according to NPR this morning, it works better on those who were just diagnosed. I think you may need to still be able to produce some insulin (honeymooning), though i'm not sure.

I think I'm too jaded to get too hopeful myself, but I don't think we should write this off because of the side effects of the drugs. They're really nasty side effects, but they're temporary nasty side effects.

I heard this on NPR this morning and almost drove off the side of the road.

The story on NPR did specify that the drugs had to given to the mice "soon" after diagnoses to cure the T1. Not sure how to equate "soon" for a mouse as "soon" for people. They have rather abbreviated life cycles, so here's hoping. I was particularly pleased when they said that the 'cure' remained after taking the mice off of the cancer drugs.

Kerri, hope is a strong and powerful thing. I'm anxiously awaiting the results in either chimps or humans...

Shame on the media for not giving an accurate portrayal of this research.

From Dr. Bluestone:

Thank you for your e-mail. Unfortunately, the news account was misleading and did not accurately reflect the substance of the study that we have performed. Please read the information below to get a better sense of what was done in the study and the current prospects

The results published in PNAS journal are data from a mouse model of type 1 diabetes, and did not include any human research. The results in mouse models are very important, as they help researchers decide which treatments are most promising and therefore should be tested in humans. However, positive results in a mouse model does not mean that the drug will necessarily work in humans. Extensive testing in human clinical trials is required to prove that the drugs are safe and effective in people. It is important to understand that it generally takes years to test these drugs in humans.

Imatinib and sunitinib are believed to work by halting the autoimmune response that destroys the insulin-producing beta cells located in the pancreas. Therefore, human clinical trials must focus on patients who are in the early stages of type 1 diabetes – in other words, patients who still have some functioning beta cells left in their pancreas. It is important to note that in people who have had diabetes for a number of years and who have no functional beta cells left, imatinib and sunitinib would not be expected to have any effect.

While it is promising indeed that two drugs used against cancer could be of benefit in type 1 diabetes, it does not necessarily mean that they will be as safe if used against type 1 diabetes. These are very powerful drugs so the safety of the drugs, specifically for type 1 diabetes, will need to be tested in human clinical trials.

Human clinical trials of these drugs are currently being planned, but it may be sometime before they begin as the companies, funding agencies and food and Drug Administration will all have to be involved. Even once started, as is typical in the development of any drug, it will be several years before definitive results of imatinib and sunitinib in type 1 diabetes will be known.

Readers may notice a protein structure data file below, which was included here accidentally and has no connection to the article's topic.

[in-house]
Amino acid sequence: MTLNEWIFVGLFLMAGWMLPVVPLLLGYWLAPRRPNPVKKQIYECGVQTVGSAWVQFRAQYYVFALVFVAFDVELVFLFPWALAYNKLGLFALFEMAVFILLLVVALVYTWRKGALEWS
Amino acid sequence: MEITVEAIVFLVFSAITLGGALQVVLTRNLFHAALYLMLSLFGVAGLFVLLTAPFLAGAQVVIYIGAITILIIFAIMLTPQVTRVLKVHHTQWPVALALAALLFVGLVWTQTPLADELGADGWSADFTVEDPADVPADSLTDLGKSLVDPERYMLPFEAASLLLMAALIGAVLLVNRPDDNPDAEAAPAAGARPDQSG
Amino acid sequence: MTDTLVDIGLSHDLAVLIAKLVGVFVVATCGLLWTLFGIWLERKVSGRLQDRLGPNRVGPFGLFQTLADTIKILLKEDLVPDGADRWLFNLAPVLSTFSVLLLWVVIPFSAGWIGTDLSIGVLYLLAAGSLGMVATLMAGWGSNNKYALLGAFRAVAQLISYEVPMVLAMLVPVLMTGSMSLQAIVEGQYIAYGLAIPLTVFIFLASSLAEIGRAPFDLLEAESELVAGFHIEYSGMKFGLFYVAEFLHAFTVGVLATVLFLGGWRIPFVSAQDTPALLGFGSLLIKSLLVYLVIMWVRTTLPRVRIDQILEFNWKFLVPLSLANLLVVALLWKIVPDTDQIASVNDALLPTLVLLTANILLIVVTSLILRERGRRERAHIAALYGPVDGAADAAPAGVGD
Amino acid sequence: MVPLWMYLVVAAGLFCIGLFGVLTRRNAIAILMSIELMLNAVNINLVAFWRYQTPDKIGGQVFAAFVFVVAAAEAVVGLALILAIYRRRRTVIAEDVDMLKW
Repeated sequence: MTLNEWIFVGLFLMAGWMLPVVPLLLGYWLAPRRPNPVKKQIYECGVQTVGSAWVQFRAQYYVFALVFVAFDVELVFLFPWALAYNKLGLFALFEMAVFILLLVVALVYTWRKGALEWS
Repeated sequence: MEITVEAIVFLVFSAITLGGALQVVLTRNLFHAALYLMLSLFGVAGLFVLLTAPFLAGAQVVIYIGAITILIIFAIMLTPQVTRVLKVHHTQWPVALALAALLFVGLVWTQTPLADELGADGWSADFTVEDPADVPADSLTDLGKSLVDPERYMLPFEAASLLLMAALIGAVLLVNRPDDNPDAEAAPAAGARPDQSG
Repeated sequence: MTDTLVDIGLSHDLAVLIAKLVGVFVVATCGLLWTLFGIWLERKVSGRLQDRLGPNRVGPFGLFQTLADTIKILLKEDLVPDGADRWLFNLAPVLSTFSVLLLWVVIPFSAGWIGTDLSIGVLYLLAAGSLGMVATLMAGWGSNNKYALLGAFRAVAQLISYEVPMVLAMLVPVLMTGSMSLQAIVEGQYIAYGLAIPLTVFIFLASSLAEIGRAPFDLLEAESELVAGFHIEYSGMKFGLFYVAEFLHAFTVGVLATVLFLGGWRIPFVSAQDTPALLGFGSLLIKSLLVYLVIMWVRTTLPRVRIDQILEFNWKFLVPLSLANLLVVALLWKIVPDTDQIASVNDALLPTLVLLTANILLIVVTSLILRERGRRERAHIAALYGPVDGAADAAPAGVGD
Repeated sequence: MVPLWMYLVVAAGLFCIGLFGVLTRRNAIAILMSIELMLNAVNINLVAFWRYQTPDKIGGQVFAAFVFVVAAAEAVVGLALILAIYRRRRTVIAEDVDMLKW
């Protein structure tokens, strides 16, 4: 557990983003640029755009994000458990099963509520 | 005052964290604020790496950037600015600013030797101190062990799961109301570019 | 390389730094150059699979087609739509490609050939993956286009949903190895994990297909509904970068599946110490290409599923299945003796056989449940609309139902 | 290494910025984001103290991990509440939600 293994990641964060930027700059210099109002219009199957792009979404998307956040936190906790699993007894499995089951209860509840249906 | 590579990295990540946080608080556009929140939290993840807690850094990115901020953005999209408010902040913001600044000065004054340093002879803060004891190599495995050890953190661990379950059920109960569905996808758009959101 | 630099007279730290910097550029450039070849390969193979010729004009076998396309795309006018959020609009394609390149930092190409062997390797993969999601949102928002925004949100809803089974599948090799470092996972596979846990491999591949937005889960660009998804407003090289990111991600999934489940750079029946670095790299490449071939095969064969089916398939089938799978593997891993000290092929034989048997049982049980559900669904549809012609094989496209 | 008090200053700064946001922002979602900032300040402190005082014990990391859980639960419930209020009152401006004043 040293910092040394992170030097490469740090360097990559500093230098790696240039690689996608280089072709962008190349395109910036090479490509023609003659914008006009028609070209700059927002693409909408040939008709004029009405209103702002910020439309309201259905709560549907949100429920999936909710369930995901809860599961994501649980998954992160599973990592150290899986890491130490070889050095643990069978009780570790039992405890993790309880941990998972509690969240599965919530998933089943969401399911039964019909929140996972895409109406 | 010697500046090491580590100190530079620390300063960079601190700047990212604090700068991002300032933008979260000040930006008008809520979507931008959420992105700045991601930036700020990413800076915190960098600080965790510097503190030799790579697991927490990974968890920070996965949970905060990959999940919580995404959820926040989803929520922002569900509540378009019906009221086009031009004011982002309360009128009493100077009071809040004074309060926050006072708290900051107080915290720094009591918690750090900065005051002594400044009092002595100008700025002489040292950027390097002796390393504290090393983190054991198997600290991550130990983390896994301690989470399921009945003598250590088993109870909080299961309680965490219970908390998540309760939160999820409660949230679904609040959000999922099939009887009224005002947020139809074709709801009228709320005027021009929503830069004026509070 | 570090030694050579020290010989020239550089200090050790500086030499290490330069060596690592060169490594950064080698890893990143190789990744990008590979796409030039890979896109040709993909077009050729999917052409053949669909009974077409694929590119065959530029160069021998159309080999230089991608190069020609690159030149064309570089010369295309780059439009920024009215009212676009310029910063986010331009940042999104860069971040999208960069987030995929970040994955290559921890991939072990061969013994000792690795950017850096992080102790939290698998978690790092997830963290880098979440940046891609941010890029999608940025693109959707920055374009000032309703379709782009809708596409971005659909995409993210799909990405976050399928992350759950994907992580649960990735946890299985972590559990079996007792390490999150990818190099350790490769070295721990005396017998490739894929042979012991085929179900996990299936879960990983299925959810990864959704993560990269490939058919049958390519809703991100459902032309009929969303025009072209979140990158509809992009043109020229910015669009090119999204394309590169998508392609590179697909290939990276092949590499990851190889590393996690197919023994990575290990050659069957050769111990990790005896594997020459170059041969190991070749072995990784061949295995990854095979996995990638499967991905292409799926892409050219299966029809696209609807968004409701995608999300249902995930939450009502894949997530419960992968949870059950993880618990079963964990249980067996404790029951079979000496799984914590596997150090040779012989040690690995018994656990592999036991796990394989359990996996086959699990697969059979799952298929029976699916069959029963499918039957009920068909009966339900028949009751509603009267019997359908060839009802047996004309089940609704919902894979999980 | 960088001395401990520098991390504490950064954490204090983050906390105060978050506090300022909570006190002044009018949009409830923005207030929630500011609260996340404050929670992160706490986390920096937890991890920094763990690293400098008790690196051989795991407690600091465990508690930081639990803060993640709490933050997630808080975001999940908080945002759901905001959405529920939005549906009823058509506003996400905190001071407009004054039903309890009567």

“Hope is the thing with feathers, that perches in the soul, and sings the tune without words, and never stops at all.” ~ emily dickenson.

Well, huh. It certainly sounds hopeful, but I am so leery of getting my hopes up only to have them dashed again that I will adopt a wait and see attitude on this as well. I'm not raining on any parades, I'm just sitting on the sidewalk, waving a very small flag.

There will be a cure.

I came back to watch the video again and saw this in the comments: "It is important to note that in people who have had diabetes for a number of years and who have no functional beta cells left, imatinib and sunitinib would not be expected to have any effect." How disappointing. Now I'm glad I did not send a link to the video to my diabetic friends.


Did you meet Michelle McGann?? She rocks...I don't know why JDRF doesn't use her more...she is a terrific role model.

When Emma was taking methotrexate, another cancer drug, we noticed that her BG was much more stable and easier to control. It makes sense really, those cancer drugs stop cells from replicating (including those that attack and kill beta cells). So my first fear is one that was confirmed above, that those who have had T1 for some time may not be helped, but my guess is that a beta cell transplant in conjunction with that therapy could be the answer.

For the record, Ellen doesn't care for ANY treatment or hope that doesn't involve stem cells. Myself, I'll take what I can get.

Hi Kerrie - I was searching on this subject and came across your blog post; I also ran across a human study published in 201 - Effect of the tyrosine kinase inhibitors (sunitinib, sorafenib, dasatinib, and imatinib) on blood glucose levels in diabetic and nondiabetic patients in general clinical practice.- J Oncol Pharm Pract. 2010 Aug 4.

Have you heard any more on this?